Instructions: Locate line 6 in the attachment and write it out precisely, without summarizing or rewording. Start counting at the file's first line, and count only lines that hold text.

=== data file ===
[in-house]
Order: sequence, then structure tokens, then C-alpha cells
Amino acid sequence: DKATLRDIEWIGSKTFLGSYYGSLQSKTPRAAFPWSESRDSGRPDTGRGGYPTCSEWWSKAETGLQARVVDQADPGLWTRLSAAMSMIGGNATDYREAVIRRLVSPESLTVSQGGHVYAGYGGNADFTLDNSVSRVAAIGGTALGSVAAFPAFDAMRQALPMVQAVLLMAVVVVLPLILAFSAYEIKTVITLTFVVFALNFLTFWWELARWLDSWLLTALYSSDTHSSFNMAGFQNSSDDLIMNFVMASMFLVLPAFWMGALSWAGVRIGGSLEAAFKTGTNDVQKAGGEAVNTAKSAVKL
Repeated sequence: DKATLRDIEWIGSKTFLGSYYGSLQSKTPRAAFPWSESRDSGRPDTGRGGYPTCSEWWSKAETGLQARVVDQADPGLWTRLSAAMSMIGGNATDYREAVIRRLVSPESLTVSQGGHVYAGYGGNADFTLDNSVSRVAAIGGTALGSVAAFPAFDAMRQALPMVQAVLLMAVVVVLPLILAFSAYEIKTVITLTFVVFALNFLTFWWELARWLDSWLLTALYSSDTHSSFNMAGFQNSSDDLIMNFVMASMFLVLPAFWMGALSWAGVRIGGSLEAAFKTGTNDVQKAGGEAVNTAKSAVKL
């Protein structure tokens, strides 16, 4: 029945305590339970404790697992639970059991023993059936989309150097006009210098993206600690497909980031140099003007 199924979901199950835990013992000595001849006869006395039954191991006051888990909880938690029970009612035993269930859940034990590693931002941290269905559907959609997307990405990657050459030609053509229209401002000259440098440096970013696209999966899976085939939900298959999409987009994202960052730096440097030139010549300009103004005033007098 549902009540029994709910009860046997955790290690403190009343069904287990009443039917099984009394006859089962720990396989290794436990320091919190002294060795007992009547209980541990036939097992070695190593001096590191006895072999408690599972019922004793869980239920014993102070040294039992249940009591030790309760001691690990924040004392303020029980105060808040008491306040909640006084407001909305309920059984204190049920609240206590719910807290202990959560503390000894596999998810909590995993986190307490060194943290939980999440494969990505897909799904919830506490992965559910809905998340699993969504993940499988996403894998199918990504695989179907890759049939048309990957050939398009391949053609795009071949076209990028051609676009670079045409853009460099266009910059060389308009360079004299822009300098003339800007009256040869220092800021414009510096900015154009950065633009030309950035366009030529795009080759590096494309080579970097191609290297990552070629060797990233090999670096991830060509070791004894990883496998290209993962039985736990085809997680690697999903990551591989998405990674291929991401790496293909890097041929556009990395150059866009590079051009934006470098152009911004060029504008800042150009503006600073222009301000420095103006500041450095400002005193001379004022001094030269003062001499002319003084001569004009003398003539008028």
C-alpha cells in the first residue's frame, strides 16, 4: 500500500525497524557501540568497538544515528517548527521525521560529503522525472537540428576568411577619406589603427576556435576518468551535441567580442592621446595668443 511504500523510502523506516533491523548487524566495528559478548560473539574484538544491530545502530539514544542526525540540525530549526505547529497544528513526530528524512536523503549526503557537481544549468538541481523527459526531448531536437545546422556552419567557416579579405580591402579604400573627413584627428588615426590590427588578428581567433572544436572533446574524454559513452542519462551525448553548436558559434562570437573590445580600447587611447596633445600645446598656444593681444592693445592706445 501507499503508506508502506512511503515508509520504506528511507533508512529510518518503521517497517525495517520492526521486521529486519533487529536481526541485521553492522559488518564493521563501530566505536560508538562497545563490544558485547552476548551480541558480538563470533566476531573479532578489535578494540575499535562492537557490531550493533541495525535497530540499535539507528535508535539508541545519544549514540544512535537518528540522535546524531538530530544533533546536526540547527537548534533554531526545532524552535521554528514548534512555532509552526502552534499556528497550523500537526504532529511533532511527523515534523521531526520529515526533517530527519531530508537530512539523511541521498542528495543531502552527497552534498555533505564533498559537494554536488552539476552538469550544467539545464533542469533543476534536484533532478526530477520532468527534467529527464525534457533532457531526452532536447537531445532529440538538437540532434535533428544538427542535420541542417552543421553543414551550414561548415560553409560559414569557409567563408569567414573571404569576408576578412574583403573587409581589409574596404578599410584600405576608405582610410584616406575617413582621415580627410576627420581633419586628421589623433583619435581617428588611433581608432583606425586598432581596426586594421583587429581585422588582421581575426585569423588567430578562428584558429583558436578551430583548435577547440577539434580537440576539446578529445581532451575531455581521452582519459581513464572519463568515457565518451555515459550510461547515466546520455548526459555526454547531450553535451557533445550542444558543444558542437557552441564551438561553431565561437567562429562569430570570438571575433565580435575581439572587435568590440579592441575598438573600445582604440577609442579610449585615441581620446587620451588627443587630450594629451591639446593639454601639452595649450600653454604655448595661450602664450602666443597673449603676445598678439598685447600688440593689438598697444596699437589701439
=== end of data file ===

C-alpha cells in the first residue's frame, strides 16, 4: 500500500525497524557501540568497538544515528517548527521525521560529503522525472537540428576568411577619406589603427576556435576518468551535441567580442592621446595668443 511504500523510502523506516533491523548487524566495528559478548560473539574484538544491530545502530539514544542526525540540525530549526505547529497544528513526530528524512536523503549526503557537481544549468538541481523527459526531448531536437545546422556552419567557416579579405580591402579604400573627413584627428588615426590590427588578428581567433572544436572533446574524454559513452542519462551525448553548436558559434562570437573590445580600447587611447596633445600645446598656444593681444592693445592706445 501507499503508506508502506512511503515508509520504506528511507533508512529510518518503521517497517525495517520492526521486521529486519533487529536481526541485521553492522559488518564493521563501530566505536560508538562497545563490544558485547552476548551480541558480538563470533566476531573479532578489535578494540575499535562492537557490531550493533541495525535497530540499535539507528535508535539508541545519544549514540544512535537518528540522535546524531538530530544533533546536526540547527537548534533554531526545532524552535521554528514548534512555532509552526502552534499556528497550523500537526504532529511533532511527523515534523521531526520529515526533517530527519531530508537530512539523511541521498542528495543531502552527497552534498555533505564533498559537494554536488552539476552538469550544467539545464533542469533543476534536484533532478526530477520532468527534467529527464525534457533532457531526452532536447537531445532529440538538437540532434535533428544538427542535420541542417552543421553543414551550414561548415560553409560559414569557409567563408569567414573571404569576408576578412574583403573587409581589409574596404578599410584600405576608405582610410584616406575617413582621415580627410576627420581633419586628421589623433583619435581617428588611433581608432583606425586598432581596426586594421583587429581585422588582421581575426585569423588567430578562428584558429583558436578551430583548435577547440577539434580537440576539446578529445581532451575531455581521452582519459581513464572519463568515457565518451555515459550510461547515466546520455548526459555526454547531450553535451557533445550542444558543444558542437557552441564551438561553431565561437567562429562569430570570438571575433565580435575581439572587435568590440579592441575598438573600445582604440577609442579610449585615441581620446587620451588627443587630450594629451591639446593639454601639452595649450600653454604655448595661450602664450602666443597673449603676445598678439598685447600688440593689438598697444596699437589701439